Exercising your legs is necessary for a healthy brain and nervous system, said a new study that showed that neurological health depends on signals sent by leg muscles to the brain and vice versa.
The results gave doctors new clues as to why patients with motor neuron disease, multiple sclerosis, spinal muscular atrophy and other neurological diseases often rapidly decline when their movement becomes limited.
Reducing exercise makes it difficult for the body to produce new nerve cells -- some of the very building blocks that allows one to adapt to stress and challenges in life.
"Our study supports the notion that people who are unable to do load-bearing exercises -- such as patients who are bed-ridden, or even astronauts on extended travel -- not only lose muscle mass, but their body chemistry is altered at the cellular level and even their nervous system is adversely impacted," said Raffaella Adami from the University of Milan, in Italy.
During the study, the researchers restricted mice from using their hind legs, but not their front legs for a period of 28 days. They continued to eat and groom normally and did not exhibit stress.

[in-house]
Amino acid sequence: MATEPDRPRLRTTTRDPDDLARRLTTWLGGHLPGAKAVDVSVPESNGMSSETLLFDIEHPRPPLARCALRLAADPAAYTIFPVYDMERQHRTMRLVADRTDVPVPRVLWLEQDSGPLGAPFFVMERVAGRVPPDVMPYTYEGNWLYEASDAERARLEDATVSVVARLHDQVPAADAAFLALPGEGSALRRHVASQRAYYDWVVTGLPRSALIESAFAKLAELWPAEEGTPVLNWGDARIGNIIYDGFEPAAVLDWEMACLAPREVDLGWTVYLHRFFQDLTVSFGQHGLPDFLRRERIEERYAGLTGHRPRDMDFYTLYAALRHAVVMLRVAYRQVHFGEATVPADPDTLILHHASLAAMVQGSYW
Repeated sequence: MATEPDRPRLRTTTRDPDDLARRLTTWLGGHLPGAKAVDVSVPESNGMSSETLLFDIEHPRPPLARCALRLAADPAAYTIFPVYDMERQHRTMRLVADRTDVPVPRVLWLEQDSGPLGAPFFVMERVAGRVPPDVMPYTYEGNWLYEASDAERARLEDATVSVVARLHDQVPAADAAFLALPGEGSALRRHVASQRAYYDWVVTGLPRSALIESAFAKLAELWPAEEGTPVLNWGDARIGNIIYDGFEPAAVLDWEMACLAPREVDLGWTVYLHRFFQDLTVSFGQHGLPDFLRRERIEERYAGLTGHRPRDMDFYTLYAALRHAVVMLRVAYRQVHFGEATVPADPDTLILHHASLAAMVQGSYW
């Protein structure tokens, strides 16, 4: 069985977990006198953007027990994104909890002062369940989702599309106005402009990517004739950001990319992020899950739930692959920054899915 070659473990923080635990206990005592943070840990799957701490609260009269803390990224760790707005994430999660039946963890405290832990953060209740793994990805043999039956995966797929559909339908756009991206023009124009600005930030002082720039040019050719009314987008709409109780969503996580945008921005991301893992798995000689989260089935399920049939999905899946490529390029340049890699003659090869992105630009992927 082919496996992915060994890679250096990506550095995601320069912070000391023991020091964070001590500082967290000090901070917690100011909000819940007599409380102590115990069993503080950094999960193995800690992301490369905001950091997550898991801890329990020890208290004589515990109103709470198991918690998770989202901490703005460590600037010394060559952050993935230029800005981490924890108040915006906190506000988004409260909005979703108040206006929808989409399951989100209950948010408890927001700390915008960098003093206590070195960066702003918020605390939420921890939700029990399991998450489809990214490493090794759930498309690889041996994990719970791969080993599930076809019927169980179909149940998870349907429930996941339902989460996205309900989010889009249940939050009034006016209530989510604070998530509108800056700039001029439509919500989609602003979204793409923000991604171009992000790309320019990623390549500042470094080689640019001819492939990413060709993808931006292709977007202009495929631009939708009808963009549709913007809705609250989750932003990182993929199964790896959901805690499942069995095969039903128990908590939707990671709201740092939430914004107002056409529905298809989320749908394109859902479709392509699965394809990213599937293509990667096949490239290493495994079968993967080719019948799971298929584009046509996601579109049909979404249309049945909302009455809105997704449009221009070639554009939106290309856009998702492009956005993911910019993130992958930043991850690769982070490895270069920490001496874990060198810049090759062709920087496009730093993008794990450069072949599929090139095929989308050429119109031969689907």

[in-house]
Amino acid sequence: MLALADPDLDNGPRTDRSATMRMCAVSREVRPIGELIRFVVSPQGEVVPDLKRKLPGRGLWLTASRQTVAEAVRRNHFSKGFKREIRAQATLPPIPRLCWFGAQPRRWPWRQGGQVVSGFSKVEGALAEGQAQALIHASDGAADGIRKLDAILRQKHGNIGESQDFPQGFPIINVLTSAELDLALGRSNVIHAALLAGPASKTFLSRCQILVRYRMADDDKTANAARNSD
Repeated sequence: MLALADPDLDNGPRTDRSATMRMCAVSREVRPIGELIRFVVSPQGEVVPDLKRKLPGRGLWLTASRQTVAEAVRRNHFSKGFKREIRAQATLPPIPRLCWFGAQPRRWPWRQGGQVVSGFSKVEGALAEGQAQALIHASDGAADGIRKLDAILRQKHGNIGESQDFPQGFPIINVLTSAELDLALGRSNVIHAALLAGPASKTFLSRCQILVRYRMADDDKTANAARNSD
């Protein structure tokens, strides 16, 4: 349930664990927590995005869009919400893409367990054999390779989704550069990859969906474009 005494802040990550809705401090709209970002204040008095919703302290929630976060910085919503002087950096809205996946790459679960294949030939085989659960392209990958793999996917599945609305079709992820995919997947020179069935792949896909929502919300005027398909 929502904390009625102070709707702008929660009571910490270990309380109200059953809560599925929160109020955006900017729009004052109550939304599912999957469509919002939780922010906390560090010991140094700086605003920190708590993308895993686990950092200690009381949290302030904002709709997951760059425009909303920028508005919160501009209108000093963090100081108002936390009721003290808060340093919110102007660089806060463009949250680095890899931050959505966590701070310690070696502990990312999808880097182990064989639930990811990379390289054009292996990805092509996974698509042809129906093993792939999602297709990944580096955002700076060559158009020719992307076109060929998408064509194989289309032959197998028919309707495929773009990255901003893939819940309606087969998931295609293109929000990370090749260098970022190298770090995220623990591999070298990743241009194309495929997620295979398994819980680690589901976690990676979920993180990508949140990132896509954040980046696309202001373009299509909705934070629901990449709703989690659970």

The findings, published in the journal Frontiers in Neuroscience, showed that limiting their leg activity decreased the number of neural stem cells by 70 per cent compared to a controlled group of mice, which were allowed to use their legs.
Further, they found that restricting exercise lowered the amount of oxygen in the body, which created an anaerobic environment and alters metabolism.
This research demonstrates the critical role of movement and has a range of potential implications. "It is no accident that we are meant to be active: to walk, run, crouch to sit, and use our leg muscles to lift things," Adami said.
"Neurological health is not a one-way street with the brain telling the muscles "lift, walk, and so on", Adami said.